February 25, 2019
On Saturday, March 9, from 1 to 5 p.m., the Fukushima Support Committee will host the North America premiere of “Fukushima Speaks,” a compelling feature-length documentary by award-winning director and independent journalist Toshikuni Doi.
The screening will take place at Art Share Los Angeles, 801 E. 4th Pl. in L.A’s Arts District.
“It is not enough for a journalist to report facts and news of what is happening, but rather it is the journalist’s duty to expose the ‘human’ underneath it all,” Doi stated. “If we fail to shed light on [universal themes]and just succeed in reporting on facts and news, to the audience, it will come across as just a matter that is happening somewhere far away, unrelated to them.”
Four years in the making, Doi has created a heart-wrenching look into the lives of Japanese residents whose lives were devastated by the 2011 Fukushima Daiichi nuclear disaster. Haunting images and video footage of the aftermath are reinforced by 14 personal stories of despair, guilt, and outrage.
“I lost the cornerstone of my life,” Yoko Watanabe, a self-evacuee, said in her interview. “I was determined to bury myself in Katsurao village. That was taken away from me. The reason to live, volunteering, everything was taken away from me in a flash. Now I don’t know anymore what I live for. I wonder if I am really needed in this life, and I don’t know anymore.”
The suffering of Fukushima survivors continue to this day. While the mourning of lost life is obvious, the film also explores the dire realities that are often overlooked: the loss of livelihoods due to the contamination of land and ocean, the life-threatening risks caused by radiation exposure, the emotional turmoil of families being torn apart by the decision to stay or evacuate, and the discrimination that residents now face because they are from Fukushima.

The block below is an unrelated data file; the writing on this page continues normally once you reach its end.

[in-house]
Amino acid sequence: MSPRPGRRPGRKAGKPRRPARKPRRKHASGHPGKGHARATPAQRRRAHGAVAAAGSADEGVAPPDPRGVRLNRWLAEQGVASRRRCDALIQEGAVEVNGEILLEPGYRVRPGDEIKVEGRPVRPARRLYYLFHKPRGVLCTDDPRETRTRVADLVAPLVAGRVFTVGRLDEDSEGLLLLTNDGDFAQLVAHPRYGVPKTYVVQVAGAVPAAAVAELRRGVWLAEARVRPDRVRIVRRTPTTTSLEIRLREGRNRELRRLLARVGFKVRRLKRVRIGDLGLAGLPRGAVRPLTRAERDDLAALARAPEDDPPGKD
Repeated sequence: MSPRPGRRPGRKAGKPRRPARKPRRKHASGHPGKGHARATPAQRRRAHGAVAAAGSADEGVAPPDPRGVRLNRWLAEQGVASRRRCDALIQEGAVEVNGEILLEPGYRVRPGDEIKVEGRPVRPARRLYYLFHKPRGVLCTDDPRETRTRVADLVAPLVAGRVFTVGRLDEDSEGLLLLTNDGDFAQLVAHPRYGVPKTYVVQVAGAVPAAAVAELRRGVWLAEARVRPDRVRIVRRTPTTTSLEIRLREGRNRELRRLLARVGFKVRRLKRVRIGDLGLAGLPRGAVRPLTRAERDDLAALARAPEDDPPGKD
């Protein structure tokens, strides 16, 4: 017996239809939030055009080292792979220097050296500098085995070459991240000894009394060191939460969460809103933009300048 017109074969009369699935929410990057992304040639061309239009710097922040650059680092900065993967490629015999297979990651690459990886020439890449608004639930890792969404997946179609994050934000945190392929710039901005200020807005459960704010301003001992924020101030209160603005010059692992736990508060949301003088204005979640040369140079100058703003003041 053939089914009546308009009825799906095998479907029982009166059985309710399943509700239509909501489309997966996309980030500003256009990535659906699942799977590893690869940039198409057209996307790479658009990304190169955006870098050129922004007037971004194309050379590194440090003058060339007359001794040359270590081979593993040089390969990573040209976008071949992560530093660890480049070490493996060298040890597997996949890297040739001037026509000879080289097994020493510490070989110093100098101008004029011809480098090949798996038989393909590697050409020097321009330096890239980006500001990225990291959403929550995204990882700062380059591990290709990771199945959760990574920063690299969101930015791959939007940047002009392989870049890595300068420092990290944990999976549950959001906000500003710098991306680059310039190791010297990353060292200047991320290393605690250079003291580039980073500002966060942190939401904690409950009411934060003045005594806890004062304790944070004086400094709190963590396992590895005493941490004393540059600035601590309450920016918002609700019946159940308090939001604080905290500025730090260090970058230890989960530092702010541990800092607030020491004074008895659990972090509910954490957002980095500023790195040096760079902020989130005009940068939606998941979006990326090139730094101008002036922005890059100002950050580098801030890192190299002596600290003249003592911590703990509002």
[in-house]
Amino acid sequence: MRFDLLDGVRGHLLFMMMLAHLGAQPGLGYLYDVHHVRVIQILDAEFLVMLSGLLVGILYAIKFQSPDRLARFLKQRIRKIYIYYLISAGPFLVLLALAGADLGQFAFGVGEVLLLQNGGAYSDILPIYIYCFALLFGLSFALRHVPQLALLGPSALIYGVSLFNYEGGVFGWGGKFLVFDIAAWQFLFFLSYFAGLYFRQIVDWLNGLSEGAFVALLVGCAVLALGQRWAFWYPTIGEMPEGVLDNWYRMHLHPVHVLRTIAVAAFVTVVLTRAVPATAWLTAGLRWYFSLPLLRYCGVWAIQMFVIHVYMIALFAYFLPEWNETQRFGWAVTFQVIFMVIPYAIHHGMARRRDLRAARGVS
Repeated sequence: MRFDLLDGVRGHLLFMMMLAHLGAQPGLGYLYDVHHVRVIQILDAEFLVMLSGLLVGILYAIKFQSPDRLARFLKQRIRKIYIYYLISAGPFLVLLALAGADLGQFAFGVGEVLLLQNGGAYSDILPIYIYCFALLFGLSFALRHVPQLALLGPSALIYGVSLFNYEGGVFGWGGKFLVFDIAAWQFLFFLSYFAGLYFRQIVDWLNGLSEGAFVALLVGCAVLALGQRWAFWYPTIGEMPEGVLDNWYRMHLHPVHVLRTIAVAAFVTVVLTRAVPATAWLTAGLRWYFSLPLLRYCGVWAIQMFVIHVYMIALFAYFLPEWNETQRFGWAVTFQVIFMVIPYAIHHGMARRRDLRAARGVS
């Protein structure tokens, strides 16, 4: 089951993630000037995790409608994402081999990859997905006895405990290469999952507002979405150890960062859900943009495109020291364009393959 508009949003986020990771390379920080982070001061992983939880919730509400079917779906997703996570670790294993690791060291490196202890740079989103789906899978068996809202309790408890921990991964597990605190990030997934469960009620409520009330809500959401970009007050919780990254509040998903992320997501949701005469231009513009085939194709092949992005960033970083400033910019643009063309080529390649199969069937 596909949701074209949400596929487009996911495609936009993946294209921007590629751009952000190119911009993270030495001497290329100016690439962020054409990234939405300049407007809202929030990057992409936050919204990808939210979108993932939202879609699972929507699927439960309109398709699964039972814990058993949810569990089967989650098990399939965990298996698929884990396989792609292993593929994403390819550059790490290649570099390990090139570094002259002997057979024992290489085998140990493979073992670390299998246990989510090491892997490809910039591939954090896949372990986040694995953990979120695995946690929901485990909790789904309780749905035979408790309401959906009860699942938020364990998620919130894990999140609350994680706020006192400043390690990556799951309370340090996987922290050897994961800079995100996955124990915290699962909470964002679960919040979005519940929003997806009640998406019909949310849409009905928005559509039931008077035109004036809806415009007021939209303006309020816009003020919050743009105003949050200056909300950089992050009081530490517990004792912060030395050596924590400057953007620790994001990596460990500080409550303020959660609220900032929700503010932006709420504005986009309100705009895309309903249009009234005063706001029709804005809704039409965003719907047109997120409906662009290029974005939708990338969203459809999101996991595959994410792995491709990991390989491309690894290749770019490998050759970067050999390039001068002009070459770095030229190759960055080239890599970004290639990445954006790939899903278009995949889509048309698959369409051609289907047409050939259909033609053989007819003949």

Another self-evacuee, Hikaru Hoshi, expressed indignation: “They want to blame it on us and say it was our responsibility. Whether to leave or stay…. I do not allow them to shift the burden of the accident of enormous scale to individual choices/individual responsibilities…. We lived in the area that needed to be evacuated right away. That fact was concealed from us, and some of us left on our own, or like me, some did not have time to think it through but left anyway. I felt outraged that this country was putting us against each other. The root of the matter lies somewhere else.”
Doi pointed out the urgency of releasing this documentary: “Eight years since the accident, ‘Fukushima’ is being made into the thing of the past,” he said. “As more people focus on the 2020 Tokyo Olympics, the victims are silenced and their suffering is hidden away behind the news of ‘revitalization.’ However, the wounds of the victims whose lives have been destroyed by the accident are still raw.”